The Meaning of 108

The number 108 has great significance in Buddhism. There are multiple commentaries the meaning of 108. The following are two common explanations.

Nagarjuna’s explanation of the significance of the number 108 from his Commentary on the Perfection of Great Wisdom:

Human beings have 6 senses 六受:

1) sight 眼→色

2) sound 耳→声

3) smell 鼻→香

4) taste 舌→味

5) touch 身→触

6) thought 意→法

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From The Larger Sutra on the Buddha of Immeasurable Life, Part II, Section, 31

31 The Buddha said to Bodhisattva Maitreya, the devas, humans, and others, “The virtue and wisdom of sravakas and bodhisattvas in the Land of the Buddha of Immeasurable Life are beyond verbal expression. Thus, that land is exquisite, blissful, and pure. Why do you not strive to practice the good, be mindful of the spontaneous working of the Way, and realize that all beings in that land attain without discrimination the boundless virtue of enlightenment? Each of you should be diligent and make every effort to seek it for yourself.

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Ōjō Raisan (Shoya Raisan) Chanting

The chanting of Ōjō Raisan (Shoya Raisan) is a Pure Land Buddhist tradition established in China by Master Shandao, which was widely embraced among the followers of Hōnen Shōnin.  This beautiful liturgy continues to be chanted in the Jodo Shinshu Hongwanji School today. Join us to experience the settling of the mind through focused breathing and meditative listening.

Shoya Raisan Chanting Text

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Coming soon!

Letter on White Ashes

By Rennyo Shonin

 When I deeply contemplate the transient nature of human existence, I realize that, from beginning to end, life is impermanent like an illusion. We have not yet heard of anyone who lived ten thousand years. How fleeting is a lifetime!

 Who in this world today can maintain a human form for even a hundred years? There is no knowing whether I will die first or others, whether death will occur today or tomorrow. We depart one after another more quickly than the dewdrops on the roots or the tips of the blades of grasses. So it is said. Hence, we may have radiant faces in the morning, but by evening we may turn into white ashes.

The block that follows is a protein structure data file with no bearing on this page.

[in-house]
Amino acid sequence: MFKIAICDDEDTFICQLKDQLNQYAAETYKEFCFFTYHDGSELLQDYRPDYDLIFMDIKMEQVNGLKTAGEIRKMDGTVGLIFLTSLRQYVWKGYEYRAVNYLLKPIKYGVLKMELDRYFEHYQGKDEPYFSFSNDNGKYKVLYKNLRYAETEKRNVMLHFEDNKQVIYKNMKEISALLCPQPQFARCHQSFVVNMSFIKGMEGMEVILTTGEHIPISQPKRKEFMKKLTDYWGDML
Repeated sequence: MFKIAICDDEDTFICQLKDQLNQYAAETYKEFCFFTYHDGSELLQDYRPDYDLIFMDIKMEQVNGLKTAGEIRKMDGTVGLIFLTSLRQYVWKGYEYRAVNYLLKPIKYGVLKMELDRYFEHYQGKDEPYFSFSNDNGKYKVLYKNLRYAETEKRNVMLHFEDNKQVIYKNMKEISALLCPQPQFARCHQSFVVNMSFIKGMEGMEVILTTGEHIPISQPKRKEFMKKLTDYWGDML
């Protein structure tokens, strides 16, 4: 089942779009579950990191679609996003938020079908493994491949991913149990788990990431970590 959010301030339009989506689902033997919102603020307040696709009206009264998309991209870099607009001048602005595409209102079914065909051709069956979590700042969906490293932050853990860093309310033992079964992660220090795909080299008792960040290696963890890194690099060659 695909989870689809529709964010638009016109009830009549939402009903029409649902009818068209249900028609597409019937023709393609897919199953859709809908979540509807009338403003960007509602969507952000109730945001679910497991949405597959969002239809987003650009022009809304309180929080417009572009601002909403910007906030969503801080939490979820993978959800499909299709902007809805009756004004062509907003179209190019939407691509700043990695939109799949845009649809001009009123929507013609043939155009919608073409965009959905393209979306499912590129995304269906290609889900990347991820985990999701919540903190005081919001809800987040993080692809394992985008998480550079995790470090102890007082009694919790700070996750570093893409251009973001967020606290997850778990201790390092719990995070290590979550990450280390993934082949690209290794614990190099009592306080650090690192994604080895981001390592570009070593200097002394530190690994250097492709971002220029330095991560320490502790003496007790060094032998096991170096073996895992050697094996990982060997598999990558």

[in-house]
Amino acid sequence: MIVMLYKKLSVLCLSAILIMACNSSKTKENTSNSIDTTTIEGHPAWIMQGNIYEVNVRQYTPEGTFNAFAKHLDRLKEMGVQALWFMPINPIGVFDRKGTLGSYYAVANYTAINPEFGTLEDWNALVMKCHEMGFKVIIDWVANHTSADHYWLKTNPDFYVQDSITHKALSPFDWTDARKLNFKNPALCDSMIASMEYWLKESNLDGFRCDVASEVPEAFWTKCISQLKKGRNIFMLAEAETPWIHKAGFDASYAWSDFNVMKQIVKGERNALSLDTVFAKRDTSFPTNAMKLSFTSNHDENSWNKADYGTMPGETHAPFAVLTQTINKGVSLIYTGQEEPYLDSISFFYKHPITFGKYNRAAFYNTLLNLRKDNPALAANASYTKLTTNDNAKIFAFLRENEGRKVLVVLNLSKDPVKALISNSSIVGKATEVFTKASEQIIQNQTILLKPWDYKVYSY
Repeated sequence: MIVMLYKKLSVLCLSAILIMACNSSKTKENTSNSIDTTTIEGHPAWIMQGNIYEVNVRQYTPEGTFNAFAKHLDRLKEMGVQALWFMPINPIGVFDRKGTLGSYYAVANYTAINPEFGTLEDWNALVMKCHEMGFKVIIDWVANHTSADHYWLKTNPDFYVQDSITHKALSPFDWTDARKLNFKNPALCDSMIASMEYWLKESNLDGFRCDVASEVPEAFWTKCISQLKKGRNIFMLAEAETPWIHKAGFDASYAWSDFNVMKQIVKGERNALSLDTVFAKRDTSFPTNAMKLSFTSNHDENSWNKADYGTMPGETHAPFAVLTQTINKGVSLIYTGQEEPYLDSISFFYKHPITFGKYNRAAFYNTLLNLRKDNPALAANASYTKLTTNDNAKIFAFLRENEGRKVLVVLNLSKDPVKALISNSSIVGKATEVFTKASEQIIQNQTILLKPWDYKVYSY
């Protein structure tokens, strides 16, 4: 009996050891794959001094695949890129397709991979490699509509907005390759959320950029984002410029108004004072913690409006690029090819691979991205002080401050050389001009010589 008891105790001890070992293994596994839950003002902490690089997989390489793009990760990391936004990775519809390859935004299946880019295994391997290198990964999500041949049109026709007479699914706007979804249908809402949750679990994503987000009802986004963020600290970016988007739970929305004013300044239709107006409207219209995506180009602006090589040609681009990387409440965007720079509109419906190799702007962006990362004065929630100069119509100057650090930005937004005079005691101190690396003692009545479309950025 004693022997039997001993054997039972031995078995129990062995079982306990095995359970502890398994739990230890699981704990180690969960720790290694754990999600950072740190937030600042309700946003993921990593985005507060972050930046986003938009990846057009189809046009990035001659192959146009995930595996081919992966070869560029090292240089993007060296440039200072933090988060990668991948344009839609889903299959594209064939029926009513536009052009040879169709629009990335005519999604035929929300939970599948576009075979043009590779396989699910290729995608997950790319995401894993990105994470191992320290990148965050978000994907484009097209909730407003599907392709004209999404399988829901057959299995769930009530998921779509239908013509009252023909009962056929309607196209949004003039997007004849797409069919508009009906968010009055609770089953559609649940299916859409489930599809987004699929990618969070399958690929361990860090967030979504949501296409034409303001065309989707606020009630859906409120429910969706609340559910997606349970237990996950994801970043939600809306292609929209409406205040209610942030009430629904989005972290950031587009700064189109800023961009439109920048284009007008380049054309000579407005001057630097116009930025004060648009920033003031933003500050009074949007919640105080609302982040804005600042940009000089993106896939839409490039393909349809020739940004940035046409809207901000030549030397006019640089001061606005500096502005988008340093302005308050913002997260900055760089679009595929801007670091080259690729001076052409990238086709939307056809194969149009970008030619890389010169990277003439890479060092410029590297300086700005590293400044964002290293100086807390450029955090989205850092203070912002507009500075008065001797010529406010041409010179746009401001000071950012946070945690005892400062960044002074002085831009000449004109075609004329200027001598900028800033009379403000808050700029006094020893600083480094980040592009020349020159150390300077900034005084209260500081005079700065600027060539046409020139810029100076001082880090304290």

Once the winds of impermanence have blown, our eyes are instantly closed and our breath stops forever. Then, our radiant face changes its color, and the attractive countenance like peach and plum blossoms is lost. Family and relatives will gather and grieve, but all to no avail.

 Since there is nothing else that can be done, they carry the deceased out to the fields, and then what is left after the body has been cremated and turned into midnight smoke is just white ashes. Words fail to describe the sadness of it all.

 Thus the ephemeral nature of human existence is such that death comes to young and old alike without discrimination. So we should all quickly take to heart the matter of the greatest importance of the afterlife, entrust ourselves deeply to Amida Buddha, and recite the nembutsu.

 Humbly and respectfully.

Incense Offering

Buddhist SchoolNumber of timesWay of offering
Jodo Shinshu Hongwanji-ha (Nishi Hongwanji)1 timePlace a pinch of incense directly on the charcoal without raising it to the forehead.
Shinshu Otani-ha (Higashi Honganji) 2 timesPlace a pinch of incense directly on the charcoal without raising it to the forehead.
Soto Shu2 timesFirst time: raise a pinch of incense to the forehead before placing it on the charcoal.
Second time: Place a pinch of incense directly on the charcoal without raising it to the forehead.
Jodo Shu1 to 3 times No set guidelines.
Tendai Shu1 or 3 timesNo set guidelines.
Shingon Shu3 timesRaise a pinch of incense to the forehead each time before placing it on the charcoal.
Rinzai Shu1 timeRaise a pinch of incense to the forehead before placing it on the charcoal.
Nichiren Shu1 or 3 timesNo set guidelines.